Food Safety Situational Analysis of the Artisanal Seafood Sector in Senegal Technical Learning Note
Seafood is a critical source of nutrition in Senegal, especially among populations with low incomes. Post-catch processing, distribution and retailing are also a source of employment and income; in addition to fresh seafood sold near the point of catch, a significant amount gets processed (salted and smoked) and sold further inland and cross-border to neighboring countries. This important commodity for Senegal’s food security comes with important public health and food safety challenges. Many handling practices along the supply chain — cleaning, smoking, salting, drying, transporting and retailing — can contribute to loss of potential nutrients for consumers as well as losses of income and profit to businesses. In addition, poor food safety practices set the stage for transmission of food borne pathogens.
From March–July 2020, Business Drivers for Food Safety (BD4FS) carried out an assessment of conditions in Senegal that affect the ability of supply-chain actors — fisherfolk, fish processors, fishmongers, vendors, technology suppliers and transporters — to adopt food safety practices. The initial focus for this Food Safety Situational Analysis (FSSA) was the artisanal fisheries sector, although some of our key findings also have relevance for other perishable food groups popular to Senegalese consumers. The steps in this analysis include desk research, appraisal of the artisanal fishery supply chain from post-capture to retail, field observations, interviews with local stakeholders and review of previous interventions in the sector.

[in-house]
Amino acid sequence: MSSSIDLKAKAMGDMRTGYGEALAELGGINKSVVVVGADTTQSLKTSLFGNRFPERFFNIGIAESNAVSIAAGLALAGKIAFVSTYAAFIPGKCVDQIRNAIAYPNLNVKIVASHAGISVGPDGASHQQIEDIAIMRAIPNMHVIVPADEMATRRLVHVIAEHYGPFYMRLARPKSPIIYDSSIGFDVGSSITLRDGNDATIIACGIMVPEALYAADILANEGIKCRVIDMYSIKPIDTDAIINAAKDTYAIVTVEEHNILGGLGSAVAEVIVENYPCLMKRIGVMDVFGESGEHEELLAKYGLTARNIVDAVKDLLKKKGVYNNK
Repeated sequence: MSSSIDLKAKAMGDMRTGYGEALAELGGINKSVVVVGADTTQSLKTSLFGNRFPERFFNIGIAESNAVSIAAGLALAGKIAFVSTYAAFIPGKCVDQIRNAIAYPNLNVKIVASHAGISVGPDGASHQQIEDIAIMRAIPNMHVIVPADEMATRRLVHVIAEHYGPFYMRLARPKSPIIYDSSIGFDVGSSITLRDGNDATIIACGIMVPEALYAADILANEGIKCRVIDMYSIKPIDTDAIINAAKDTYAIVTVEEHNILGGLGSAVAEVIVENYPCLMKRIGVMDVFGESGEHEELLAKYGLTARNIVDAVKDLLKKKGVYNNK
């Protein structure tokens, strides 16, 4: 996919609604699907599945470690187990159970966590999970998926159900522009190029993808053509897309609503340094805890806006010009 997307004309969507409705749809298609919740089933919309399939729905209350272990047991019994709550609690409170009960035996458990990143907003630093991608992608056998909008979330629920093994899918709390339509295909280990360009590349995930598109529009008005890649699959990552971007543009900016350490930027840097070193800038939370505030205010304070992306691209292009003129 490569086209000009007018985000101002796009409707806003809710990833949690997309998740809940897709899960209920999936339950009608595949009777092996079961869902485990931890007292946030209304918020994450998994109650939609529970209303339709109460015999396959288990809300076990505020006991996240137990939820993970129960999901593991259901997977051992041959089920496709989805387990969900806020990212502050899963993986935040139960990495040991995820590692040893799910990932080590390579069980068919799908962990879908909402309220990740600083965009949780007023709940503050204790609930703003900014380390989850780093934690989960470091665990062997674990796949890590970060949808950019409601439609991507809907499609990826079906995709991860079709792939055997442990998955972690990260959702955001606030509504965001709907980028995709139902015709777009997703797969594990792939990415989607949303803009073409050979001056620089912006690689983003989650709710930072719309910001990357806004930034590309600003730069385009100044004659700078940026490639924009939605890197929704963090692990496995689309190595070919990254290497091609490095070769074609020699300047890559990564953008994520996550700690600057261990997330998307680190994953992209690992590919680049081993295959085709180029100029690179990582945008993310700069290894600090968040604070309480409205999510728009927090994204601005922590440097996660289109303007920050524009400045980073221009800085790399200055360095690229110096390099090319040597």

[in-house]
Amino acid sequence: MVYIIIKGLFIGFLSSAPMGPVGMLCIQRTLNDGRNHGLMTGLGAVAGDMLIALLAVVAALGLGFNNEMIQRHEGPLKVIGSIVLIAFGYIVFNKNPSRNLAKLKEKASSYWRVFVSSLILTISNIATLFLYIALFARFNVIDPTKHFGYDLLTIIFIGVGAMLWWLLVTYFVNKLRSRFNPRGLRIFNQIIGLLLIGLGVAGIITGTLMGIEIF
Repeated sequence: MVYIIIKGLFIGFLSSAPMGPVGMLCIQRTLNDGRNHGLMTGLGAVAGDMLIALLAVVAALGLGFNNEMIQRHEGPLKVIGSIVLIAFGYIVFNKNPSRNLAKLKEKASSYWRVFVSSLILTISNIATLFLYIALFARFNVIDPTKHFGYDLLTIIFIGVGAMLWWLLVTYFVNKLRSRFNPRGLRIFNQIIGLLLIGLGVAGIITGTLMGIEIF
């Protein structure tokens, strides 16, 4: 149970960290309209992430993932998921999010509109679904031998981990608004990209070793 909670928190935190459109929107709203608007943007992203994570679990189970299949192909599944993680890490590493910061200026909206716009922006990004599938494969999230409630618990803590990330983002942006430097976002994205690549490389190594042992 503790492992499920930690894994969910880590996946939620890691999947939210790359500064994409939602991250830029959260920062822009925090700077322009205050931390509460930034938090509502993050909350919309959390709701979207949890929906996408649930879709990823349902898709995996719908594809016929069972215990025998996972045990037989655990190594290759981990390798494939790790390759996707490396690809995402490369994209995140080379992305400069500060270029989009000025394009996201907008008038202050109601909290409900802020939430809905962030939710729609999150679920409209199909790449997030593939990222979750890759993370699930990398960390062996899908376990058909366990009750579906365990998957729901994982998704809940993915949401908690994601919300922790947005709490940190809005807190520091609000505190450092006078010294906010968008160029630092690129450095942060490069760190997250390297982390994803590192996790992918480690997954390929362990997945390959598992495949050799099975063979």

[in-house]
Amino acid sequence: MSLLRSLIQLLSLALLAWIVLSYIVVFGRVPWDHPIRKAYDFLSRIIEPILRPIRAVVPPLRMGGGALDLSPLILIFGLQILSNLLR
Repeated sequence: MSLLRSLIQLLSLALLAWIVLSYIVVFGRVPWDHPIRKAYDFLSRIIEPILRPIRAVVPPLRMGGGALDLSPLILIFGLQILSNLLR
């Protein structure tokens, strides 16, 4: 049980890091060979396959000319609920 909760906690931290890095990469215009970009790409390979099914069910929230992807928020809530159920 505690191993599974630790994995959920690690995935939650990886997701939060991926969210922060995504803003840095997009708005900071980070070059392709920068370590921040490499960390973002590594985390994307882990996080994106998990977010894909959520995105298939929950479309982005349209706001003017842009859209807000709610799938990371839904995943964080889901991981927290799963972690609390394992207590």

In addition to documenting the threats to public health presented by traditional handling of seafood catch, BD4FS also interviewed key actors in the private sector to better understand the constraints that businesses face to adopting food safety practices (financial, technological, regulatory, etc.). These findings are the subject of this report and will be used in the next phase of the BD4FS Senegal project implementation. BD4FS will co-design possible solutions and explore the “drivers” for adopting food safety improvements alongside formal and informal supply-chain actors. BD4FS will monitor the implementation, adoption and outcomes of varying solutions to assess which have the greatest potential for impacting the development of food systems by reducing loss and incidence of food-borne pathogens that provide consumers with safe and nutritious food choices.
You can find the full report in the sidebar.